About this Famous Person
American theoretical physicist
Source : Sabine SCHLEICHERT
Albert Einstein was born in Ulm, in the Kingdom of Württemberg in the German Empire on 14 March 1879. His father was Hermann Einstein, a salesman and engineer. His mother was Pauline Einstein (née Koch). In 1880, the family moved to Munich, where his father and his uncle founded Elektrotechnische Fabrik J. Einstein & Cie, a company that manufactured electrical equipment based on direct current.
The Einsteins were non-observant Jews. Their son attended a Catholic elementary school from the age of five until ten. Although Einstein had early speech difficulties, he was a top student in elementary school. As he grew, Einstein built models and mechanical devices for fun and began to show a talent for mathematics. In 1889 Max Talmud (later changed to Max Talmey) introduced the ten-year old Einstein to key texts in science, mathematics and philosophy, including Kant’s Critique of Pure Reason and Euclid’s Elements (which Einstein called the "holy little geometry book"). Talmud was a poor Jewish medical student from Poland. The Jewish community arranged for Talmud to take meals with the Einsteins each week on Thursdays for six years. During this time Talmud wholeheartedly guided Einstein through many secular educational interests.
In 1894, his father’s company failed: Direct current (DC) lost the War of Currents to alternating current (AC). In search of business, the Einstein family moved to Italy, first to Milan and then, a few months later, to Pavia. When the family moved to Pavia, Einstein stayed in Munich to finish his studies at the Luitpold Gymnasium. His father intended for him to pursue electrical engineering, but Einstein clashed with authorities and resented the school’s regimen and teaching method. He later wrote that the spirit of learning and creative thought were lost in strict rote learning. In the spring of 1895, he withdrew to join his family in Pavia, convincing the school to let him go by using a doctor’s note. During this time, Einstein wrote his first scientific work, "The Investigation of the State of Aether in Magnetic Fields".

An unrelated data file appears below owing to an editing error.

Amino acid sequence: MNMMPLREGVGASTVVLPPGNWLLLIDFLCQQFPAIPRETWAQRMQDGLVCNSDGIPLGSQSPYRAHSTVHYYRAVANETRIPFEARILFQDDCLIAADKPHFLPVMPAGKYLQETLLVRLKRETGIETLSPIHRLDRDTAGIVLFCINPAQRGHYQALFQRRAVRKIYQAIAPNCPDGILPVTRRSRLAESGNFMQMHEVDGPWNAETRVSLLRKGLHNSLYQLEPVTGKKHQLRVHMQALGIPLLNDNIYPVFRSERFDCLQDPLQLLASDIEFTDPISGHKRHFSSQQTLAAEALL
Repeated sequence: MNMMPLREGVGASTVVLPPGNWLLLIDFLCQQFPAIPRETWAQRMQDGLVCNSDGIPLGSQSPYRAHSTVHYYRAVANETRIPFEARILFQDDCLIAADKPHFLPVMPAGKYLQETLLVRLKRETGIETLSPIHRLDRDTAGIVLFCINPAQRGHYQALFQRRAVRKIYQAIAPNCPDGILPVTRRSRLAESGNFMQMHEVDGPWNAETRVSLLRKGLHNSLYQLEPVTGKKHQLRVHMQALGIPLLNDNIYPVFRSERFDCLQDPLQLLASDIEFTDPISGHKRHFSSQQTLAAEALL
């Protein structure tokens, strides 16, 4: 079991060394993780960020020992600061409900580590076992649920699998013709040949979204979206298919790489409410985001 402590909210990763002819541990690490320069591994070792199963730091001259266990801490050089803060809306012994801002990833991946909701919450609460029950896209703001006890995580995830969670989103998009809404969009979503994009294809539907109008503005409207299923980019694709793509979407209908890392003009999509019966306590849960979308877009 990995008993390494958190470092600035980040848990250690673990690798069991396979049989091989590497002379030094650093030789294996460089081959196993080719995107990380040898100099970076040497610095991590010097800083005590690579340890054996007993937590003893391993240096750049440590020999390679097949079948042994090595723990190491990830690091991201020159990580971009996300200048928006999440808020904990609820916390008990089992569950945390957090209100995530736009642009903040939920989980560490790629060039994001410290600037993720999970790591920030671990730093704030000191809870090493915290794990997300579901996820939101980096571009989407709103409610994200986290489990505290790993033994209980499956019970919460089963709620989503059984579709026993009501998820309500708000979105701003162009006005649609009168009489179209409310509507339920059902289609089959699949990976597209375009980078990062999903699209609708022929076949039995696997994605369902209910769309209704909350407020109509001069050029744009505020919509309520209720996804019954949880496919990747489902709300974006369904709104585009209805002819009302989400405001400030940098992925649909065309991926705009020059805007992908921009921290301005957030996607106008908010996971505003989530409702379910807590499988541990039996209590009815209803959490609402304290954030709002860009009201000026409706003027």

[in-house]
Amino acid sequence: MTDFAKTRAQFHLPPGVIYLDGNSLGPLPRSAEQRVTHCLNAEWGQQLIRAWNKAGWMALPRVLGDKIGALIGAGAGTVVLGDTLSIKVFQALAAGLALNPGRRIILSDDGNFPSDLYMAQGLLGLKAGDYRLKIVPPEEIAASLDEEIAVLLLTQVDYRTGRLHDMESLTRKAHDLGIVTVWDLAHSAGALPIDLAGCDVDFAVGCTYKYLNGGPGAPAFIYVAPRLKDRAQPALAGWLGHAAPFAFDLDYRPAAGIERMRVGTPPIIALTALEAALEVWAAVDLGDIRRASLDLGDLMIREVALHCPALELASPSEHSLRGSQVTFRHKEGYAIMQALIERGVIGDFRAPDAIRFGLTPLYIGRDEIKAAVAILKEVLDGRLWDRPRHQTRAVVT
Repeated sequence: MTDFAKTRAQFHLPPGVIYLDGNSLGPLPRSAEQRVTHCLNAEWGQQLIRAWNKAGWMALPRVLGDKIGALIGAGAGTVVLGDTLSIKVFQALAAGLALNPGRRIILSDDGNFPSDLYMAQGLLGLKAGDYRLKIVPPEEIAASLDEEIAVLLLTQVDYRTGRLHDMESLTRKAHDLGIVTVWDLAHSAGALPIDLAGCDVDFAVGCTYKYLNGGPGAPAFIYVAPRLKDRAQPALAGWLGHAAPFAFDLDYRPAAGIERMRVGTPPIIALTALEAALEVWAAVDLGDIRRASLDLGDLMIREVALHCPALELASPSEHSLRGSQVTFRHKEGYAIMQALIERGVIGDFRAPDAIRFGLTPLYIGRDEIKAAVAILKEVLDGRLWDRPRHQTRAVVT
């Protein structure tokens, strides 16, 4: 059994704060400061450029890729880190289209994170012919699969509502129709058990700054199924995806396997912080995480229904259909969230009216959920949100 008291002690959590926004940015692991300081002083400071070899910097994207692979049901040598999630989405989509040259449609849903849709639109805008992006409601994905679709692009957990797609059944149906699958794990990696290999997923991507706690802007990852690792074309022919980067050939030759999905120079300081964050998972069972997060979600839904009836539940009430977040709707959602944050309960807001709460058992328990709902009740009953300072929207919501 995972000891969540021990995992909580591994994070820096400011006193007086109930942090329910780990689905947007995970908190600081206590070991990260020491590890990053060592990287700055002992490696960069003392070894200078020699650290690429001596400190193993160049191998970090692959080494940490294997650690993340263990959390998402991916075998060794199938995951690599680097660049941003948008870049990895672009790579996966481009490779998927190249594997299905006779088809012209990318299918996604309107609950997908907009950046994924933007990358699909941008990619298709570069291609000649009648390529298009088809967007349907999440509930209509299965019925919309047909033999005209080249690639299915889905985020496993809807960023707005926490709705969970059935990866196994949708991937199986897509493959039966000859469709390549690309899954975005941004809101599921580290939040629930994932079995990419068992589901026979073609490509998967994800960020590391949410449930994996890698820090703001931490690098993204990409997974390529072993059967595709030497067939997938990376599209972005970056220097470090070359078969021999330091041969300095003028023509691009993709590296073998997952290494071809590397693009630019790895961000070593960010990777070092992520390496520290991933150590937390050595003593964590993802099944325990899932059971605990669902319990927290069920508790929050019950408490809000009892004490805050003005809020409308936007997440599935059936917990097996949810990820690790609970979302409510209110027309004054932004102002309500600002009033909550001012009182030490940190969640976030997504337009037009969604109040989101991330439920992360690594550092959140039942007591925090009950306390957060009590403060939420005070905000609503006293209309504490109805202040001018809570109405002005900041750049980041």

Einstein applied directly to the Eidgenössische Polytechnische Schule (later Eidgenössische Technische Hochschule (ETH)) in Zürich, Switzerland. Lacking the requisite Matura certificate, he took an entrance examination, which he failed, although he got exceptional marks in mathematics and physics. The Einsteins sent Albert to Aarau, in northern Switzerland to finish secondary school. While lodging with the family of Professor Jost Winteler, he fell in love with the family’s daughter, Marie. (His sister Maja later married the Winteler son, Paul.) In Aarau, Einstein studied Maxwell’s electromagnetic theory. At age 17, he graduated, and, with his father’s approval, renounced his citizenship in the German Kingdom of Württemberg to avoid military service, and enrolled in 1896 in the mathematics and physics program at the Polytechnic in Zurich. Marie Winteler moved to Olsberg, Switzerland for a teaching post.
In the same year, Einstein’s future wife, Mileva Maric, also entered the Polytechnic to study mathematics and physics, the only woman in the academic cohort. Over the next few years, Einstein and Maric’s friendship developed into romance. In a letter to her, Einstein called Maric “a creature who is my equal and who is as strong and independent as I am.” Einstein graduated in 1900 from the Polytechnic with a diploma in mathematics and physics; Although historians have debated whether Maric influenced Einstein’s work, the majority of academic historians of science agree that she did not.
- Category Physicist